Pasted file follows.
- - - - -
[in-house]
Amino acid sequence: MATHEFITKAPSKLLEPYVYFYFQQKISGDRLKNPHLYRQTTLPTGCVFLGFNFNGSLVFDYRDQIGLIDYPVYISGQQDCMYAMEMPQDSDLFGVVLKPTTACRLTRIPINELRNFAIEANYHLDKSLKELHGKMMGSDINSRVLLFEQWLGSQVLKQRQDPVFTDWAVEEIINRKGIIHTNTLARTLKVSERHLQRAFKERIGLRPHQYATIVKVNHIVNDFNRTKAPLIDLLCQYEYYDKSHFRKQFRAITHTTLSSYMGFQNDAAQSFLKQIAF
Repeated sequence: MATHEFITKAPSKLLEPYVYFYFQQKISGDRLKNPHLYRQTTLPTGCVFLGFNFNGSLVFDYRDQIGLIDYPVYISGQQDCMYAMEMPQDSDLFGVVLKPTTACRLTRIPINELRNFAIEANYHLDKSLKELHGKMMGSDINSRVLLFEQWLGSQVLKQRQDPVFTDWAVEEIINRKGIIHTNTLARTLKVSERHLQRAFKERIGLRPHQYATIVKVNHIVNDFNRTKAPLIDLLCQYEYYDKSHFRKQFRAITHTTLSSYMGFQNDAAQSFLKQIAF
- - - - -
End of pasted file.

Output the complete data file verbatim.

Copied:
[in-house]
Amino acid sequence: MATHEFITKAPSKLLEPYVYFYFQQKISGDRLKNPHLYRQTTLPTGCVFLGFNFNGSLVFDYRDQIGLIDYPVYISGQQDCMYAMEMPQDSDLFGVVLKPTTACRLTRIPINELRNFAIEANYHLDKSLKELHGKMMGSDINSRVLLFEQWLGSQVLKQRQDPVFTDWAVEEIINRKGIIHTNTLARTLKVSERHLQRAFKERIGLRPHQYATIVKVNHIVNDFNRTKAPLIDLLCQYEYYDKSHFRKQFRAITHTTLSSYMGFQNDAAQSFLKQIAF
Repeated sequence: MATHEFITKAPSKLLEPYVYFYFQQKISGDRLKNPHLYRQTTLPTGCVFLGFNFNGSLVFDYRDQIGLIDYPVYISGQQDCMYAMEMPQDSDLFGVVLKPTTACRLTRIPINELRNFAIEANYHLDKSLKELHGKMMGSDINSRVLLFEQWLGSQVLKQRQDPVFTDWAVEEIINRKGIIHTNTLARTLKVSERHLQRAFKERIGLRPHQYATIVKVNHIVNDFNRTKAPLIDLLCQYEYYDKSHFRKQFRAITHTTLSSYMGFQNDAAQSFLKQIAF